Arabizi phenomenon: Double-edged sword

By Fadia Alrefai

In the last two decades, a new phenomenon called the Anglo-Arab alphabet (Arabizi) has spread throughout the Arab world and reached Arabs all around the world through smartphones and social media of many (if not all) age groups, especially the youth.

This modern alphabet uses English numbers and letters to write Arabic words and sentences and started appearing in the late ‘90s, when the devices that were newly invented at that time did not have the technological capacity for the Arabic alphabet. At that time, the use of this language was understandable, but now, with the technological advancements we have today, the question of why this alphabet is still being used must be asked.

At the time this alphabet began to expand, the term “global village” was hard to believe and denied by many of the older generation, as each identity wanted to take care of its uniqueness and independence. But today, as the wave of globalization brushes past every country on this planet, and especially intellectual globalization, the world has truly been reshaped to that of a global village.

There is no doubt that this intellectual tidal wave of globalization has a strong impact on the Arab world, especially in countries like Kuwait, where students who go to non-Arabic schools represent almost 20 percent of the population, while English is a mandatory subject in school. Thus, because language is nothing but a cradle of its speaker’s mentality, way of thinking, identity, costumes and traditions, the reshaping of our language has evidently altered our mentality and identity, which is a double-edged sword.

In my humble opinion, with the strong role globalization plays, as well as the power of media that has witnessed its strongest period in history because of social media and because of the weak Arabic language syllabus in schools which makes it difficult to love or enjoy the Arabic language, the youth are now holding on to the English language like never before. Not only are they doing that, but they are incorporating it into different languages such as Arabic so it can match the global simplicity of the modern world even more.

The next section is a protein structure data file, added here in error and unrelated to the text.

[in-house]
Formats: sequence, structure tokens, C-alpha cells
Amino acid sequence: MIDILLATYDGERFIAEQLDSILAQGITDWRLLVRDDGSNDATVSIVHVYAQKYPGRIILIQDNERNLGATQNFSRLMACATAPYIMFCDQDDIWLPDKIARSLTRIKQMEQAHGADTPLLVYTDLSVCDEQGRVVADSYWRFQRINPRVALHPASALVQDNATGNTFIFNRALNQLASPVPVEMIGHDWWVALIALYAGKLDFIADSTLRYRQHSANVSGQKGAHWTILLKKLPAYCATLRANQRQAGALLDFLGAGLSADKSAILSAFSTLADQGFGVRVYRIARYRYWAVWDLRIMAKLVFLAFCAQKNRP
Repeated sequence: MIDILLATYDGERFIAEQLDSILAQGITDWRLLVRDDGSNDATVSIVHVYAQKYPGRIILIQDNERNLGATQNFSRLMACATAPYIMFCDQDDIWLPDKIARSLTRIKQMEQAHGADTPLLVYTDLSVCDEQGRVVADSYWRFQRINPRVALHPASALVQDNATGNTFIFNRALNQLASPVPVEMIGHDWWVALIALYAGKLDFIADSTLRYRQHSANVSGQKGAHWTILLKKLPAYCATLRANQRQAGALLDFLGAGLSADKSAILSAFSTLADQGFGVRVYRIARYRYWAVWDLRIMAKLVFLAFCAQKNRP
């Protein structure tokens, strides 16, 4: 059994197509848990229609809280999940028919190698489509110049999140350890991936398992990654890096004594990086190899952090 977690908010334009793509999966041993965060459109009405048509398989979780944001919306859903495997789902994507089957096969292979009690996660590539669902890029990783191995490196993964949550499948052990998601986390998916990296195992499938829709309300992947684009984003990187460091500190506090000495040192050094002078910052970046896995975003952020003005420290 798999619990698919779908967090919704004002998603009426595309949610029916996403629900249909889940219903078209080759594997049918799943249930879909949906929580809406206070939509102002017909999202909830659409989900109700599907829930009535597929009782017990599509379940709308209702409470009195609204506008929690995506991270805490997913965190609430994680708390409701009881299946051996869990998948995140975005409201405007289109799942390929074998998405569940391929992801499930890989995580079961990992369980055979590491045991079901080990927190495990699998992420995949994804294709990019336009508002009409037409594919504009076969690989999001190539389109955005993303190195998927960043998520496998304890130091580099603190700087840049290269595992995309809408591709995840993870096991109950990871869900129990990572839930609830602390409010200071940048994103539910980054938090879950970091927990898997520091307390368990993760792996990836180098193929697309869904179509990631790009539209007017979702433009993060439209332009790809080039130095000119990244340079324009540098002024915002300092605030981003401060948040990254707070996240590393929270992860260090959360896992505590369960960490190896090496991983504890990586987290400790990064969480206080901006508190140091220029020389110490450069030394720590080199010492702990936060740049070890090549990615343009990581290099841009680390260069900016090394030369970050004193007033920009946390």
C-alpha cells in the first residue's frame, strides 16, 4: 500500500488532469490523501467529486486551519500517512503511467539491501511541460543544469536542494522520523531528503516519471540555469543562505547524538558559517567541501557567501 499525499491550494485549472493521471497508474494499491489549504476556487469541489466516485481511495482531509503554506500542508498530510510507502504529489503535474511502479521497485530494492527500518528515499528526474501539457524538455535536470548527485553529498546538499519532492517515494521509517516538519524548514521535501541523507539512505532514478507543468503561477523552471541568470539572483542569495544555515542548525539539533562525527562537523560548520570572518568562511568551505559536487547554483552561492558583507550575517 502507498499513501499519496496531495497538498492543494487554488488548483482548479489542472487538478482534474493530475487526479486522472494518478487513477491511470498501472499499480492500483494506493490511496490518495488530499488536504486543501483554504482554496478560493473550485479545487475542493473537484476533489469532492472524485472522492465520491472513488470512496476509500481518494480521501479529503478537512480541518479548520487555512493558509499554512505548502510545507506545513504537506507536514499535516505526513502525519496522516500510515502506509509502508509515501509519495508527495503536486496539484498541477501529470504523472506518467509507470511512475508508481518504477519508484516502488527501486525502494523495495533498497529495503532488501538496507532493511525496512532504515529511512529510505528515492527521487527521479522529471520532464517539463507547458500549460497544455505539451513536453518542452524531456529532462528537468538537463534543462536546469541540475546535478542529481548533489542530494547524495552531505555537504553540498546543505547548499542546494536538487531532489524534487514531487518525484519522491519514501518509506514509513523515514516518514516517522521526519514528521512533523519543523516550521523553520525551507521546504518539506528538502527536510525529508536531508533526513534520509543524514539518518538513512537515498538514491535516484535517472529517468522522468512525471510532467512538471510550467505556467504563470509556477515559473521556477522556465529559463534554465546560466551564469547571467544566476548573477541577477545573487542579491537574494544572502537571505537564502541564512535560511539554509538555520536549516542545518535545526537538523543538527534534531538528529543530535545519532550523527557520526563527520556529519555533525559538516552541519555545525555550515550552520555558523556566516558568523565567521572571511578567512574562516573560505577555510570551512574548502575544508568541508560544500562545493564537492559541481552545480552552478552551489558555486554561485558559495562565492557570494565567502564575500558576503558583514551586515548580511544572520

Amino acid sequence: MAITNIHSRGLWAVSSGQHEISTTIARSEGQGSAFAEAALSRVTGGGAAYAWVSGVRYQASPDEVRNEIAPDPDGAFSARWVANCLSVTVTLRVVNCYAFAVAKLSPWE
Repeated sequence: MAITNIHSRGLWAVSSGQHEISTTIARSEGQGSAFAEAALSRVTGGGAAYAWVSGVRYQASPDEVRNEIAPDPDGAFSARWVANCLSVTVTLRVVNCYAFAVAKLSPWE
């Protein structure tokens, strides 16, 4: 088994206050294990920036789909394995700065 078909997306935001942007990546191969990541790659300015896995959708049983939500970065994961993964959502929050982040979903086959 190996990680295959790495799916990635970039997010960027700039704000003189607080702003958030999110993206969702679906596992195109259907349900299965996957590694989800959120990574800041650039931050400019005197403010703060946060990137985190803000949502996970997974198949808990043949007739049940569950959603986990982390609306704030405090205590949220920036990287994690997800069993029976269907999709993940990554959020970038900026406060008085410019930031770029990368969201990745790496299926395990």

Now, the incorporation of different ideas into any society is key for it to progress, and the development of language cannot happen unless new variables are introduced, but the issue arises when the language does not match its identity anymore, as Arabizi sounds like Arabic but nowhere in the Arabic language does the number three have a meaning other than the number three!

In addition to that, because there are very minor components of modern societies that have not been drastically changed due to globalization, it is important, rather vital, to hold on to the Arabic language and the symbolism it holds. Whether this is through restructuring the Arabic syllabus to attract students rather than repel them, or by making sure every young family is raising their kids to value, appreciate and almost sanctify their language, which at the end of the day is their identity!

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